The Laws and the Land
The Settler Colonial Invasion of Kahnawà:ke in Nineteenth-Century Canada

By Daniel Rück

As the settler state of Canada expanded into Indigenous lands, settlers dispossessed Indigenous people and undermined their sovereignty as nations. One site of invasion was Kahnawà:ke, a Kanien’kehá:ka community and part of the Rotinonhsiónni confederacy.

The Laws and the Land delineates the establishment of a settler colonial relationship from early contact ways of sharing land; land practices under Kahnawà:ke law; the establishment of modern Kahnawà:ke in the context of French imperial claims; intensifying colonial invasions under British rule; and ultimately the Canadian invasion in the guise of the Indian Act, private property, and coercive pressure to assimilate. Daniel Rück reveals increasingly powerful and aggressive colonial governments interfering with the affairs of one of the most populous and influential Indigenous communities in nineteenth-century Canada. What he describes is an invasion spearheaded by bureaucrats, Indian agents, politicians, surveyors, and entrepreneurs. Although these invasions were often chaotic and poorly planned, Rück shows that despite their apparent weaknesses they tended to benefit settlers while becoming sources of oppression for Indigenous peoples who attempted to navigate colonial realities while defending and building their own nations.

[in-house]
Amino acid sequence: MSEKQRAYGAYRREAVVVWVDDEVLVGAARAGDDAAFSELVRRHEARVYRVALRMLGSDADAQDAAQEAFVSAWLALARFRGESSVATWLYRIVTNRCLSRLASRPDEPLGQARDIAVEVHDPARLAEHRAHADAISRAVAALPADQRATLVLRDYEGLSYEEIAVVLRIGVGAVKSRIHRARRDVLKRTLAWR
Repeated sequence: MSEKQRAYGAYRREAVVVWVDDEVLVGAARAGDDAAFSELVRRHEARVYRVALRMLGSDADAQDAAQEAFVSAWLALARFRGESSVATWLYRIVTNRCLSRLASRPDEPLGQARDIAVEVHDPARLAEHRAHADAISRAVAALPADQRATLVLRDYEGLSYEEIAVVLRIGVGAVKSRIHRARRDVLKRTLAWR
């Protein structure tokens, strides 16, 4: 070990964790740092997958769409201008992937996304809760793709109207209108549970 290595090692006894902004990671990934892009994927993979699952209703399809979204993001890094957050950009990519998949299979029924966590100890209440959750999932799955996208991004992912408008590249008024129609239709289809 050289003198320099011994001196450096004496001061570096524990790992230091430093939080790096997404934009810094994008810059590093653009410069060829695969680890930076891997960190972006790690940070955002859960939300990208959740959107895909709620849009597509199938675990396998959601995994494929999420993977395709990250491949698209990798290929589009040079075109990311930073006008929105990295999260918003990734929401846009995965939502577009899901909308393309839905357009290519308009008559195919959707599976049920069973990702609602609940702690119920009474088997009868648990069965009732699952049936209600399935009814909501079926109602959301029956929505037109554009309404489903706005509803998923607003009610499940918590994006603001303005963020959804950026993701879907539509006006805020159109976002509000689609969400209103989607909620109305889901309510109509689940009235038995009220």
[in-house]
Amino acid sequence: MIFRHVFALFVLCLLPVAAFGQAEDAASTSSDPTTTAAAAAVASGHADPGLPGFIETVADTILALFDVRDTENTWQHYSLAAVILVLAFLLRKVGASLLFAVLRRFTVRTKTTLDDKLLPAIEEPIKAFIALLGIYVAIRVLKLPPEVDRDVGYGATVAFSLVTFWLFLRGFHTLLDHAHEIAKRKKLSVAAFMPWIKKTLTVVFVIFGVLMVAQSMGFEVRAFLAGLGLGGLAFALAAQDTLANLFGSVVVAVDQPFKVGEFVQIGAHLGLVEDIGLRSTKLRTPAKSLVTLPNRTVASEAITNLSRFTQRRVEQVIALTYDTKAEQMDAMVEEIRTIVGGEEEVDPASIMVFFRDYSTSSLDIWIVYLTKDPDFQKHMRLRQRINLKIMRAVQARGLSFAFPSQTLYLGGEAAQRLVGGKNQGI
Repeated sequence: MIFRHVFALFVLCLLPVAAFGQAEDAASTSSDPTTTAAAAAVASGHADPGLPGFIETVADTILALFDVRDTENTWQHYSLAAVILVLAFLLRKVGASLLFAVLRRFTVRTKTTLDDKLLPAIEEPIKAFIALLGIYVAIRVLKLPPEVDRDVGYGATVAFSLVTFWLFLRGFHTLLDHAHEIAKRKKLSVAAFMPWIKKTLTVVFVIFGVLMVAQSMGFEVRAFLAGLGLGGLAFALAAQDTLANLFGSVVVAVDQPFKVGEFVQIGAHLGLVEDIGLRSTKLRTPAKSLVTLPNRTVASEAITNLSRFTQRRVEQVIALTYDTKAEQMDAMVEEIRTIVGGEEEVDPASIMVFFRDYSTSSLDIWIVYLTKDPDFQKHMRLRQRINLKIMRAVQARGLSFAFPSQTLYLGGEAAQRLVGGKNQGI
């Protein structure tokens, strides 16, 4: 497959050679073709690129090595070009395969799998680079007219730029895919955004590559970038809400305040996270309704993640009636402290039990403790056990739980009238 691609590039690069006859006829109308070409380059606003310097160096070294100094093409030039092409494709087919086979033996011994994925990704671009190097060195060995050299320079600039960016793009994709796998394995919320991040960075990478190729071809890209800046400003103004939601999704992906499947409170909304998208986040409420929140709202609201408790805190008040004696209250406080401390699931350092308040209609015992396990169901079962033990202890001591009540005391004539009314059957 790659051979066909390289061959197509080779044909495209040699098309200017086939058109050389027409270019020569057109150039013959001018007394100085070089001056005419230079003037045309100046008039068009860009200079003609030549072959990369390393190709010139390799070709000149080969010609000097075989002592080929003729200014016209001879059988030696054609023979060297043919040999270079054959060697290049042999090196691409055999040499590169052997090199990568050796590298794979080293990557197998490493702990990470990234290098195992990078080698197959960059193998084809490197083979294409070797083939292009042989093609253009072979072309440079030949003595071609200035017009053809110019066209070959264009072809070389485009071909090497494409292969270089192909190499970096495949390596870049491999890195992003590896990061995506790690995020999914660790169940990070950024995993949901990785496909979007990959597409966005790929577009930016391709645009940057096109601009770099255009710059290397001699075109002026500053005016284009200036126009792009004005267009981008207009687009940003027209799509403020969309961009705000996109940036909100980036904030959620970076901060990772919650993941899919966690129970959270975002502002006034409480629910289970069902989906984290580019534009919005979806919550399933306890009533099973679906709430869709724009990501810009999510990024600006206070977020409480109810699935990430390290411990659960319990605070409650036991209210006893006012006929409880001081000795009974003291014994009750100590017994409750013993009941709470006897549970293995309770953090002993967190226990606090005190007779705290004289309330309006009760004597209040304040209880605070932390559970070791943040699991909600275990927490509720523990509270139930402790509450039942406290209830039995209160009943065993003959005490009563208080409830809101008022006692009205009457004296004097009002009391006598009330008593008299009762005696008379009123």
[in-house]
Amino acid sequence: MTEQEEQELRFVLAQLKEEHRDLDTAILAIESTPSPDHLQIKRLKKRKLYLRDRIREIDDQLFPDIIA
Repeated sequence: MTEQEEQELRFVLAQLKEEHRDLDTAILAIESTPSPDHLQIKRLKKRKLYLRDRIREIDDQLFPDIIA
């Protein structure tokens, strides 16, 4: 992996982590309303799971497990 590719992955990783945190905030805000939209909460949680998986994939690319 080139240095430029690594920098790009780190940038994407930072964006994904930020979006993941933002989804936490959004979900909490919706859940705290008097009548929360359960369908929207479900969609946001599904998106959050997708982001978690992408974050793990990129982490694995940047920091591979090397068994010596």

This original, meticulously researched book is deeply connected to larger issues of human relations with environments, communal and individual ways of relating to land, legal pluralism, historical racism and inequality, and Indigenous resurgence. It is one story of the “slow violence” of Canada’s legal and environmental conquest of Indigenous peoples and lands, and the persistence of one Indigenous nation in the face of the onslaught.

This book will appeal to legal historians, historical geographers, and scholars of Quebec history, Canadian history, and Indigenous studies.

https://www.ubcpress.ca/the-laws-and-the-land